The donation and the first venue
ONOFRIO BALDELLI and GIANGASTONE DE’ MEDICI
The Museum was founded in 1727, when the Abbot Onofrio Baldelli donated his Museum and his Library to the Institution, promoted by his nephews Marcello, Filippo and Ridolfino Venuti who had gathered together with other noblemen of Cortona to build a society, an academy of sciences and erudition.
The venue on the highest floor of Palazzo Casali was granted by the Grand Duke of Tuscany Giangastone de’ Medici; after a long series of restoration and adaptation works, in 1753, both the Museum and the Library were located here, connected by the purpose of cultural promotion that was the same aim of the Accademia.
To the initial donation of objects, made by Onofrio Baldelli, a significant proportion of objects were added to the collection during the 18th century. These were above all archaeological objects, donated by the Members or Lucumones of the Accademia. Traditionally, the Lucumones were expected to donate their portrait. The porcelain shrine donated by Lucumo Ginori in 1756 is unique and precious, representing the glories of Tuscany.
A REPUTATION BEYOND BORDERS
The bustling collecting activities made the Accademia Etrusca famous, also and above, beyond borders thanks to the numerous Italian, French, English and German scholars who joined the Accademia through the years.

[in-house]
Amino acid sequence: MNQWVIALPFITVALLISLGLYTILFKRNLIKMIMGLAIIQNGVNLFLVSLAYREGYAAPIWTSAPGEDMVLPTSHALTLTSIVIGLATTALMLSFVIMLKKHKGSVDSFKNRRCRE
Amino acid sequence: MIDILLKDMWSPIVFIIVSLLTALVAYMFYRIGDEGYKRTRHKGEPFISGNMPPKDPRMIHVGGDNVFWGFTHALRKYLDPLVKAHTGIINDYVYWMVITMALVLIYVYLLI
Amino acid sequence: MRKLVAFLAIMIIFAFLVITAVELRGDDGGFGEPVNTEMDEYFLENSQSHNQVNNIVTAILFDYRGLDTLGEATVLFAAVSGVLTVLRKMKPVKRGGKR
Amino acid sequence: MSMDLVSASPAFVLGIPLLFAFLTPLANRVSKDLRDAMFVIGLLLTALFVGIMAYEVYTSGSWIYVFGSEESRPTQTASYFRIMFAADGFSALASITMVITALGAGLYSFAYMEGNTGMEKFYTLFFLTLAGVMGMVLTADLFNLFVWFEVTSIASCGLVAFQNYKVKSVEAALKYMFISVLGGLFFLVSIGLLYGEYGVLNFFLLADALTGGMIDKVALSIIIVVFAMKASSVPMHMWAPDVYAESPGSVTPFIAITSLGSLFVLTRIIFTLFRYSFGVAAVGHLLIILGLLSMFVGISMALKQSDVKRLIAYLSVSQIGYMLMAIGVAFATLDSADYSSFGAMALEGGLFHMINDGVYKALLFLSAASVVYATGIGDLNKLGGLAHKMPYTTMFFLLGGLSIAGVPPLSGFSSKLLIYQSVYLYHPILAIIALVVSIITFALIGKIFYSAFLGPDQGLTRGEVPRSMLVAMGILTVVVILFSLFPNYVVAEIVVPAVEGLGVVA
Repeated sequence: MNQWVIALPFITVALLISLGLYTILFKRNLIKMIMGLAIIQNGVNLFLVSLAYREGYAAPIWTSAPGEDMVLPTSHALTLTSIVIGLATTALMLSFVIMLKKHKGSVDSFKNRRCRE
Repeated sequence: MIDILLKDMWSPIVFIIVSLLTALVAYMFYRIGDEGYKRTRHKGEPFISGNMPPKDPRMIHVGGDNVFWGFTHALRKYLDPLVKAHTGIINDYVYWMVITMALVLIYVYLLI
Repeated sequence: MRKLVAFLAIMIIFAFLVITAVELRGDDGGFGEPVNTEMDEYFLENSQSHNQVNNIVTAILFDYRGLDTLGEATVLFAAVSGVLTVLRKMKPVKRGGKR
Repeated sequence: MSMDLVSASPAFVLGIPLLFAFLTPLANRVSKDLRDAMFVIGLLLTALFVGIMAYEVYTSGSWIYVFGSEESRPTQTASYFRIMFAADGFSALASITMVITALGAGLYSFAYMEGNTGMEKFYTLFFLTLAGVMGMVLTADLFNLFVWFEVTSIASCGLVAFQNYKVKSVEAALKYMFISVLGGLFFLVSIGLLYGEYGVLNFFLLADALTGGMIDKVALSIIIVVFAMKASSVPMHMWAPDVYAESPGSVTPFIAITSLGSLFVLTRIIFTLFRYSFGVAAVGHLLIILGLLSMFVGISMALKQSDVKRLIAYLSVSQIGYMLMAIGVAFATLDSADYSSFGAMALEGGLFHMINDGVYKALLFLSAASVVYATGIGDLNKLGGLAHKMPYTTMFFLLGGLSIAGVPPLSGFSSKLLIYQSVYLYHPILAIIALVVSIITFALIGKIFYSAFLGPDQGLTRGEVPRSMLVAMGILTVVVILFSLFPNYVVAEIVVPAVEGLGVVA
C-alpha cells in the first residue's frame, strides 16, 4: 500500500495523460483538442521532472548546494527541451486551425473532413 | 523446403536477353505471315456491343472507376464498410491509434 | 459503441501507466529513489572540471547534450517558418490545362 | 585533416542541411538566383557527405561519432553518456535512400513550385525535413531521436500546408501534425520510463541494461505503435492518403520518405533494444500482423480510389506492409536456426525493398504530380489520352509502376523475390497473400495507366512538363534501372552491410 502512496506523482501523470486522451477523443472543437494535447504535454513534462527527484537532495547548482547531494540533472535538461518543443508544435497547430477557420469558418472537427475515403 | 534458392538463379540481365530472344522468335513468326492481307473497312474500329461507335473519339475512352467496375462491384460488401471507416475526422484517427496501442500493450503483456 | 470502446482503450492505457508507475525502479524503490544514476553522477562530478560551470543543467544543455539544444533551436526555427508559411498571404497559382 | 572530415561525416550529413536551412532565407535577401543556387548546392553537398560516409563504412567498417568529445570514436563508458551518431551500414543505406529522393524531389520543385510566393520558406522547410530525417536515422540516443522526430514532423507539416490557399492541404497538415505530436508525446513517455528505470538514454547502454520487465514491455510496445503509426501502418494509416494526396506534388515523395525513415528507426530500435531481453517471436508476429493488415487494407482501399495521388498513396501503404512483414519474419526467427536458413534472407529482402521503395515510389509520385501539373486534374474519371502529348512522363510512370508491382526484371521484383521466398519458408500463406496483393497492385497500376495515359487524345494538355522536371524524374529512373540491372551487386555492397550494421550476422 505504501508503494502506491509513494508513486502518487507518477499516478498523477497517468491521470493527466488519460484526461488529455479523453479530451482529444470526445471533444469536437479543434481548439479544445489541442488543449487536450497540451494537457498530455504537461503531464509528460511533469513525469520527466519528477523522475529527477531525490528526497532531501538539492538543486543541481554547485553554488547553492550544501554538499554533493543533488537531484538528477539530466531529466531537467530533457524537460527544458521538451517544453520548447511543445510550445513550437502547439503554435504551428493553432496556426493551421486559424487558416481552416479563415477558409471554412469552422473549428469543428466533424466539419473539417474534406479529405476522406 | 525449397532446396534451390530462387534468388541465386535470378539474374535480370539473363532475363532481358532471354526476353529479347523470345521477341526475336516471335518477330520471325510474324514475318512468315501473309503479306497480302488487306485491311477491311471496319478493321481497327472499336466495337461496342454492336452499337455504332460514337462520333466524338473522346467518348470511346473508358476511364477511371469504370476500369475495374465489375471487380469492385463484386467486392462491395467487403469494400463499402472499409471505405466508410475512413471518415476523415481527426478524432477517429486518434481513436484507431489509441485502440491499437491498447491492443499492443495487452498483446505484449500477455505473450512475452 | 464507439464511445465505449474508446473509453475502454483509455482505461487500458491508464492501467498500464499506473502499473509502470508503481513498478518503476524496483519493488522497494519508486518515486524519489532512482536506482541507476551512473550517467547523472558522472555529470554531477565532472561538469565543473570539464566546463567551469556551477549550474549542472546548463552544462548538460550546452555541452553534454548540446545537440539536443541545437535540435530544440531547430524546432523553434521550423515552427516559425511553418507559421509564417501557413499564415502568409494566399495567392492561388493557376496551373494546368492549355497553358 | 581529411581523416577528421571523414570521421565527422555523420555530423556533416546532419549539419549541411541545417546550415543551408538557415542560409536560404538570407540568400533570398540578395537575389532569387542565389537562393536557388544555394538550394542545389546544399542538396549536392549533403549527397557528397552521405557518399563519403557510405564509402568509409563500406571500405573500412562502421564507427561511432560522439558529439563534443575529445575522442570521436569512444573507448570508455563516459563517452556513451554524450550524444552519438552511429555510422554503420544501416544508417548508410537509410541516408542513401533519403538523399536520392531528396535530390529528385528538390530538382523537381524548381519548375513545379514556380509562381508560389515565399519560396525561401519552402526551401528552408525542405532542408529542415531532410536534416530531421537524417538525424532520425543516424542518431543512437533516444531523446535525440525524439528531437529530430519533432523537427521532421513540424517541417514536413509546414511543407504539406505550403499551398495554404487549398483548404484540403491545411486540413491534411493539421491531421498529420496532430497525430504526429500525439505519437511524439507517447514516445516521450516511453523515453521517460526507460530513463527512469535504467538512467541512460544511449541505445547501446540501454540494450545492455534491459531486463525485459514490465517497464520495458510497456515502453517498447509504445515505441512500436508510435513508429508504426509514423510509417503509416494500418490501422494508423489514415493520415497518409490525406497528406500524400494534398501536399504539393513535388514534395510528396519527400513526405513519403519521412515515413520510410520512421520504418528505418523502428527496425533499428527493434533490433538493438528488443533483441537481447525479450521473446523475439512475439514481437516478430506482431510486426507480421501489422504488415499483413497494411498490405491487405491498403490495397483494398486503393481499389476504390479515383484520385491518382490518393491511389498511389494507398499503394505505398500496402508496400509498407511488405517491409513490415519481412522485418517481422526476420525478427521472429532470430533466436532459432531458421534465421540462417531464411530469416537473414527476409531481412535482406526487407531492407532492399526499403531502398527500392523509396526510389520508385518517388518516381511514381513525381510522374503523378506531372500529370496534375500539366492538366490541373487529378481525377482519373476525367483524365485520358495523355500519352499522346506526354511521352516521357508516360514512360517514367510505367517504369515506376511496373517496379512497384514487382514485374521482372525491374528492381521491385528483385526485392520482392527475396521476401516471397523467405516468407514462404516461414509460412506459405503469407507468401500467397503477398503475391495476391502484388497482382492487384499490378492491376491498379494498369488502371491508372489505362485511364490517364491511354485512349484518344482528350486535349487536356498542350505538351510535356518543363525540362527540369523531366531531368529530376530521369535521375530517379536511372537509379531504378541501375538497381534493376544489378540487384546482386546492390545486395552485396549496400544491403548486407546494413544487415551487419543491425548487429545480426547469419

After the unity of Italy, starting from 1874, the life of the Accademia identified with its librarian, curator of the Museum and then Lucumo, Girolamo Mancini. He was particularly active in the bibliographical field and, thanks to him, the Museum grew significantly: at the end of the century Guido Corbelli, bishop of Cortona, bequeathed his collection of Egyptian objects to the Museum. It represented one of the most significant Egyptian collection in Italy.
The historical events that have occurred from the beginning of the 20th century and the end of the Second World War had only partially negative consequences on the Museum, which also acquired many objects, above all with the Tommasi-Baldelli bequest. At the end of the forties, the Museum was definitely extended to the noble floor of Palazzo Casali. In more recent times, the Museum has been further enriched with a precious collection of Gino Severini’s artworks, one of the promoters of Futurism.
The Museum changes appearance
FINDS FROM THE MELONE OF SODO
A further step in the collection enrichment process is represented by the moment when the Soprintendenza Archeologica per la Toscana gave to the Accademia the restored finds coming from the “Melone del Sodo” in 1995. This led to a further wide transformation of the Museum that has deeply changed its appearance and enriched its content.
This is how, in 2005, the old Museum became the MAEC, Museo dell’Accademia Etrusca e della Città di Cortona. From the very first weeks of opening it has been a great success and gives back the reputation, never faded, to Cortona, a constantly evolving center of great cultural importance.